Birds carry and transmit over 60 different types of diseases! Here are just a few that negatively affect humans, pets, and livestock: Aspergillosis Avian Inﬂuenza (H5N1) Blastomycosis Candidiasis Capillariasis Chlamydial Chlamydiosis Coccidiosis Cryptococcosis Dermatosis Echinostoma revolutum Encephalitis Erysipeloid Fowl Cholera Fowl Typhoid Haplorchis Pumilio Histoplasmosis Hypoderaeum conoideum Infectious Coryza Listerious Meningitis Mycotic Diseases New Castle Disease Parasitic Nematodes Parasitic Trematodes Paratyphoid Pasteurellosis Protozoal Diseases Pullorum Disease Salmonellosis Sarcosporidiosis Schistosomiasis Spirochetosis St. Louis Encephalitis Streptococosis Taxoplasmosis Trichomoniasis Tuberculosis Ulcerative Enteritis Vibriosis Viral Diseases West Nile Virus Yersiniosis
Blackbirds live fairly short lives with a life expectancy of only 3 years. Many blackbirds do not live past their first year because of the environment. In captivity, blackbirds are known to live up to 20 years. Blackbirds have such a high population because of their ability to find food in almost any habitat, making it able to live in a diverse setting. Blackbirds are even known to survive in harsh winters where other birds will starve.
The Brewer’s blackbird, the red-winged blackbird, and the Yellow-headed blackbird are all native to North America and are considered the most abundant bird species in America. In the US, the Migratory Bird Treaty Act of 1918, blackbirds are protected. However, under this act, blackbirds may be controlled without a federal permit when they are found, “committing or about to commit depredations upon ornamental or shade trees, agricultural crops, livestock or wildlife, or when concentrated in such numbers and manner to constitute a health hazard or other nuisance.” You will need to consider your local and state laws before you take any type of control measures against blackbirds.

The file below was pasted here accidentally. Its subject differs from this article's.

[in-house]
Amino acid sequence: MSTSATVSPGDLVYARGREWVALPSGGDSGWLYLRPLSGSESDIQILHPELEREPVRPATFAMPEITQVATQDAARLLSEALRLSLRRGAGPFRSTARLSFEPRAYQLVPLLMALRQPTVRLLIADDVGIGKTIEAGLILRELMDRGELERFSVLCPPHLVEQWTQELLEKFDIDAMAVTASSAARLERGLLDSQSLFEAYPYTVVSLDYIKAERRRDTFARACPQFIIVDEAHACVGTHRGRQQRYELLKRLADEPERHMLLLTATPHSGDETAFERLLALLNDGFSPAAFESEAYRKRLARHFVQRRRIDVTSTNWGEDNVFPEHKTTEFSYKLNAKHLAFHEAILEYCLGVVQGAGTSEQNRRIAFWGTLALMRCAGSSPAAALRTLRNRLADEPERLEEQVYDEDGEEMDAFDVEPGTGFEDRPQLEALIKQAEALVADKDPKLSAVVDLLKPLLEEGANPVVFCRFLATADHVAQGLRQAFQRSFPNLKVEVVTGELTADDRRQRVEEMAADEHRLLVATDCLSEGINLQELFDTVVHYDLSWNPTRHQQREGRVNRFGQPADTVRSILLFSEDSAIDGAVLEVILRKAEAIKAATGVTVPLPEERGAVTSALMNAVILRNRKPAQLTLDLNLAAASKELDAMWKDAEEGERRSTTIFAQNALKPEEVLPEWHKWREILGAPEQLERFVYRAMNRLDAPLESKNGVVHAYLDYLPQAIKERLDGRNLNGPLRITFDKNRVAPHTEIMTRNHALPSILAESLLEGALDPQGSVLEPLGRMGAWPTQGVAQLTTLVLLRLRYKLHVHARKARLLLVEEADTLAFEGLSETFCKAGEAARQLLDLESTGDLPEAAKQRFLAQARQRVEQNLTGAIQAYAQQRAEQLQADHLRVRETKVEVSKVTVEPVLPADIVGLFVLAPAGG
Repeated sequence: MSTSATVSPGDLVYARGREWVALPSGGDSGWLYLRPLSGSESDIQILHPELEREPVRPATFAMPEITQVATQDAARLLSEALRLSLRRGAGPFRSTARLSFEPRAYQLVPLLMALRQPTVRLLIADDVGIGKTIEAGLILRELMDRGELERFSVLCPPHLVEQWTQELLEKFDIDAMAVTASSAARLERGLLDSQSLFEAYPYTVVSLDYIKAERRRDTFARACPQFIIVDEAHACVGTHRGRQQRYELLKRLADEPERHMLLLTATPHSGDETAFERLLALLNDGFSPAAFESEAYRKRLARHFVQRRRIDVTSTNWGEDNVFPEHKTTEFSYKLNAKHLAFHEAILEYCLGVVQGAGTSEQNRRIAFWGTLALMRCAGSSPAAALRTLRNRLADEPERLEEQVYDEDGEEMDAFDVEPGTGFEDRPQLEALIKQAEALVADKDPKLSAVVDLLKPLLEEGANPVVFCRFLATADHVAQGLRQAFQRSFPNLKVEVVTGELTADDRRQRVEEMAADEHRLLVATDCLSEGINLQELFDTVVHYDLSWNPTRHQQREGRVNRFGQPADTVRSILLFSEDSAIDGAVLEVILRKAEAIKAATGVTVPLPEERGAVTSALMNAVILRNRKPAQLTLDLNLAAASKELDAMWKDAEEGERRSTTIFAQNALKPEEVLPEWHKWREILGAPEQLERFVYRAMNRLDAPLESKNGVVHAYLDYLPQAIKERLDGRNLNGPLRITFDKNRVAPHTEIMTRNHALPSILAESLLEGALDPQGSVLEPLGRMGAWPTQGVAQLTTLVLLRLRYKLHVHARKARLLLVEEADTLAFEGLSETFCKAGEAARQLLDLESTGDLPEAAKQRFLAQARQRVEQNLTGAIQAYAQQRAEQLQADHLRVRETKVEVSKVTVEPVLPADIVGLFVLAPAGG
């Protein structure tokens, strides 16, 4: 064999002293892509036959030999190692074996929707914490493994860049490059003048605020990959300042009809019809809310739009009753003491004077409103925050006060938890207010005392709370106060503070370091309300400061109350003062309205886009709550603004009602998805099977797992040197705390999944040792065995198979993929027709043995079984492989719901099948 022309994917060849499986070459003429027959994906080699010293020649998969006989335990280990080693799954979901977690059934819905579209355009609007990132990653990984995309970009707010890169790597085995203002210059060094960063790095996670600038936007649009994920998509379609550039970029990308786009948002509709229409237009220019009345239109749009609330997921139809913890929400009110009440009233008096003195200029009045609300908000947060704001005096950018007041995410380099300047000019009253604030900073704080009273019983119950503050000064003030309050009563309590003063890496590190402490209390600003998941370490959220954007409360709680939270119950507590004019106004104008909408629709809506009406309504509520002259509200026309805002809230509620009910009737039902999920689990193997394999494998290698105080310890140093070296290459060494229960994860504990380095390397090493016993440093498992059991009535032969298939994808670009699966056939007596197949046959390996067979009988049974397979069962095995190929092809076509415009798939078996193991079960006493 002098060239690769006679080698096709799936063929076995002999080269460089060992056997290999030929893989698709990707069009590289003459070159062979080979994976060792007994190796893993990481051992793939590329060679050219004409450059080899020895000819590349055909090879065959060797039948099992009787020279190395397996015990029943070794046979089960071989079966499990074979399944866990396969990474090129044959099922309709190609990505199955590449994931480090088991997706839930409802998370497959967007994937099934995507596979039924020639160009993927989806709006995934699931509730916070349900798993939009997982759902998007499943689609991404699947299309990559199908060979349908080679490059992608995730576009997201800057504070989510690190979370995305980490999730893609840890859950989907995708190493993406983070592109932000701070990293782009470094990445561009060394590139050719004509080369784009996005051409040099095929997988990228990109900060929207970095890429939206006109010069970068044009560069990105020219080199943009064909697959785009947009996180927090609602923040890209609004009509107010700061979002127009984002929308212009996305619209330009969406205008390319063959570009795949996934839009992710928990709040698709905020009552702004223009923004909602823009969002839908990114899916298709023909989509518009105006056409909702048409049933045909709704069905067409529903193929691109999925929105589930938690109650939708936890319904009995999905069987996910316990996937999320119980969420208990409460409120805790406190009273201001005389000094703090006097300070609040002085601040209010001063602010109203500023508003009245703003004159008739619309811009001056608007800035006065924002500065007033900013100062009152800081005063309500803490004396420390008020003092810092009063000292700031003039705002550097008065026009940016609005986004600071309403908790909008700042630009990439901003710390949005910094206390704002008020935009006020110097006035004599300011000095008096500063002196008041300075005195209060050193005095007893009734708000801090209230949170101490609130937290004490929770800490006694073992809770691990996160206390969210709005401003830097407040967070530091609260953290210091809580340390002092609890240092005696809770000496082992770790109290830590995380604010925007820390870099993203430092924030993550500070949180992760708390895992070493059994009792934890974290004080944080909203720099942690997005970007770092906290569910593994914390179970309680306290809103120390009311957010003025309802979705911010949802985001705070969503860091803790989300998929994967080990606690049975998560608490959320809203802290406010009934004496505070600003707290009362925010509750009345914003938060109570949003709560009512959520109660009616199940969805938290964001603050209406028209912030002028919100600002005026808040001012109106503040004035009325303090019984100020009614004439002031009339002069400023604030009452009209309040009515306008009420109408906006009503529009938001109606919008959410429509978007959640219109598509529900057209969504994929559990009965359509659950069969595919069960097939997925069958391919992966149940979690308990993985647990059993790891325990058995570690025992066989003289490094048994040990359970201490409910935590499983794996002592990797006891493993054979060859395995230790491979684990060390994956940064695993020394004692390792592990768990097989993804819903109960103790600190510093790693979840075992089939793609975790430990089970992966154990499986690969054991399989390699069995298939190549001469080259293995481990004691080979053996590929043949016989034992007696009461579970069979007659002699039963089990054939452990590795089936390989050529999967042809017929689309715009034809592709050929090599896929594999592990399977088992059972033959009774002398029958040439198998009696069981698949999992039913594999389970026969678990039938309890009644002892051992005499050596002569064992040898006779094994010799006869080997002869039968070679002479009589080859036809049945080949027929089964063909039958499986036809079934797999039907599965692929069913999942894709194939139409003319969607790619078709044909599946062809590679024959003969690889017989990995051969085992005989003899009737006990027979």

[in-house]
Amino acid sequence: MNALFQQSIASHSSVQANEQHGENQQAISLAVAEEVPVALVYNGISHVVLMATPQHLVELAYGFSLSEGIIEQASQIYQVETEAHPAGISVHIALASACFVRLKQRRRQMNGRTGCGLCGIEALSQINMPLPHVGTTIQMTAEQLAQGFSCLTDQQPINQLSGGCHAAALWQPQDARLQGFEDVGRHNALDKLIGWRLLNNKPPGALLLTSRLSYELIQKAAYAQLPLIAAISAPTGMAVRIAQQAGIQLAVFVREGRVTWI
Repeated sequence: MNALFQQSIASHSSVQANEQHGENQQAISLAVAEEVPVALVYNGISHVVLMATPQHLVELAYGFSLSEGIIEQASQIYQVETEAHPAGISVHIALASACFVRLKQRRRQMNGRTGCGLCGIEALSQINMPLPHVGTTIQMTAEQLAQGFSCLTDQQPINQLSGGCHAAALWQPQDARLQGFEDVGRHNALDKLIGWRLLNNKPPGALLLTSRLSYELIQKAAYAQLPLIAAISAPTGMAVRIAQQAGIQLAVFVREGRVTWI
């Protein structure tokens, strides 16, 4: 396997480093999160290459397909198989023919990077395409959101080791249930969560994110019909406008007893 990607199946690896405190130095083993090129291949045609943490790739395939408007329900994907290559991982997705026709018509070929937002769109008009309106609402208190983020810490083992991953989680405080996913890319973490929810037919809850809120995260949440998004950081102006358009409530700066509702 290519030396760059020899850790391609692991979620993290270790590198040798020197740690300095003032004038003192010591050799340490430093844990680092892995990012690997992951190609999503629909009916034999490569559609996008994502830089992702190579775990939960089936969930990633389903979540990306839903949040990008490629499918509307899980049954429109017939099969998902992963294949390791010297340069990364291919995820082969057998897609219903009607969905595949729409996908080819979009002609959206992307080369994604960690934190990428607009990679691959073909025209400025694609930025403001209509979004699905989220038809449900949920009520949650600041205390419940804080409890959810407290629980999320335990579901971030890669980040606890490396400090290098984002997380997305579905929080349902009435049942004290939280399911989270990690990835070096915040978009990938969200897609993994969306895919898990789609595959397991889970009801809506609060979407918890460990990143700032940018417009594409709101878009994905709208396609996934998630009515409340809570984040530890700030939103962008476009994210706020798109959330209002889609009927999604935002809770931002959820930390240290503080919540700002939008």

Red-winged blackbirds nest in hayfields, marshes, and ditches while larger flocks can feel in fields and bottomlands. Redwings will migrate to the southern portion of the US during the winter. Yellow-headed blackbirds nest in agricultural fields, meadows, and pastures and will migrate farther south into Mexico. Brewer’s blackbirds will nest in a variety of habitats and will migrate to the central and southern plains states. Females of all breeds of blackbirds will born the nests, typically in areas in low shrubs and trees. Nests are formed using plant stems, twigs, grasses, and hair or other softer materials. These nests are formed into a cup and are sometimes comprised of mud and manure to cement the shape.
Feed per day: .04lbs per bird Blackbirds will typically feed on the ground with their primary food being insects during nesting season and grain and weeds in the summer and winter months. During feeding, the males and females will split off into separated flocks, with females eating more insects than males do. Blackbirds are known to cause considerable damage to ripening corn, sunflower, sorghum, oats, and sprouting and ripening rice. This can be very costly for farm and feed lots.
Female blackbirds will lay 3-5 eggs that will then hatch after 13-14 days. Young chicks will then leave the nest after 13-14 days after they have hatched. If the nest is disturbed, young chicks can leave and survive as early as 9 days after hatching. Male birds will help young fledged birds while the female blackbirds will prepare for the next nesting. There is typically only a 30-40% chance that nesting will produce fledged young within this species of bird.